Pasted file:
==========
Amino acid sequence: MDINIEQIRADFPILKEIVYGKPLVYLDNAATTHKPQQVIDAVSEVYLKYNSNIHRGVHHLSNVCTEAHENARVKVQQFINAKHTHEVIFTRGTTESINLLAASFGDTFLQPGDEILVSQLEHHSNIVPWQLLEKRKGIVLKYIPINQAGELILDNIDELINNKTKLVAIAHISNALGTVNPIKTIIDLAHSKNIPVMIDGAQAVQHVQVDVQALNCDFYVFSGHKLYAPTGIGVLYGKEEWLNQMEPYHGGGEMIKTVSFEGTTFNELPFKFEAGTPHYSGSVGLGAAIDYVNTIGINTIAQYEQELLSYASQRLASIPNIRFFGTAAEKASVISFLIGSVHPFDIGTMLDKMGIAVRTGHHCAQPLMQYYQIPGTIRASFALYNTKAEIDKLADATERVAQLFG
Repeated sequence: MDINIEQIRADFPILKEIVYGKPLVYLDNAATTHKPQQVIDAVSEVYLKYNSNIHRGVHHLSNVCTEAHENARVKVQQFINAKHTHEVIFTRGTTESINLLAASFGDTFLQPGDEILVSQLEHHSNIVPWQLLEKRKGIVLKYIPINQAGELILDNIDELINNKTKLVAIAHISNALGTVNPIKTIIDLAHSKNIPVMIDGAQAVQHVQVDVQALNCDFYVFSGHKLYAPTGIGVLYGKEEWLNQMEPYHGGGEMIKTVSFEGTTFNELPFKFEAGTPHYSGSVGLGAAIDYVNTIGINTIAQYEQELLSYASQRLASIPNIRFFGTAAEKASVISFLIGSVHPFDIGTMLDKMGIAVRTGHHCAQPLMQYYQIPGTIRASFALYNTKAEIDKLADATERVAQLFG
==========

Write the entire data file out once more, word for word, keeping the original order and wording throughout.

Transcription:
Amino acid sequence: MDINIEQIRADFPILKEIVYGKPLVYLDNAATTHKPQQVIDAVSEVYLKYNSNIHRGVHHLSNVCTEAHENARVKVQQFINAKHTHEVIFTRGTTESINLLAASFGDTFLQPGDEILVSQLEHHSNIVPWQLLEKRKGIVLKYIPINQAGELILDNIDELINNKTKLVAIAHISNALGTVNPIKTIIDLAHSKNIPVMIDGAQAVQHVQVDVQALNCDFYVFSGHKLYAPTGIGVLYGKEEWLNQMEPYHGGGEMIKTVSFEGTTFNELPFKFEAGTPHYSGSVGLGAAIDYVNTIGINTIAQYEQELLSYASQRLASIPNIRFFGTAAEKASVISFLIGSVHPFDIGTMLDKMGIAVRTGHHCAQPLMQYYQIPGTIRASFALYNTKAEIDKLADATERVAQLFG
Repeated sequence: MDINIEQIRADFPILKEIVYGKPLVYLDNAATTHKPQQVIDAVSEVYLKYNSNIHRGVHHLSNVCTEAHENARVKVQQFINAKHTHEVIFTRGTTESINLLAASFGDTFLQPGDEILVSQLEHHSNIVPWQLLEKRKGIVLKYIPINQAGELILDNIDELINNKTKLVAIAHISNALGTVNPIKTIIDLAHSKNIPVMIDGAQAVQHVQVDVQALNCDFYVFSGHKLYAPTGIGVLYGKEEWLNQMEPYHGGGEMIKTVSFEGTTFNELPFKFEAGTPHYSGSVGLGAAIDYVNTIGINTIAQYEQELLSYASQRLASIPNIRFFGTAAEKASVISFLIGSVHPFDIGTMLDKMGIAVRTGHHCAQPLMQYYQIPGTIRASFALYNTKAEIDKLADATERVAQLFG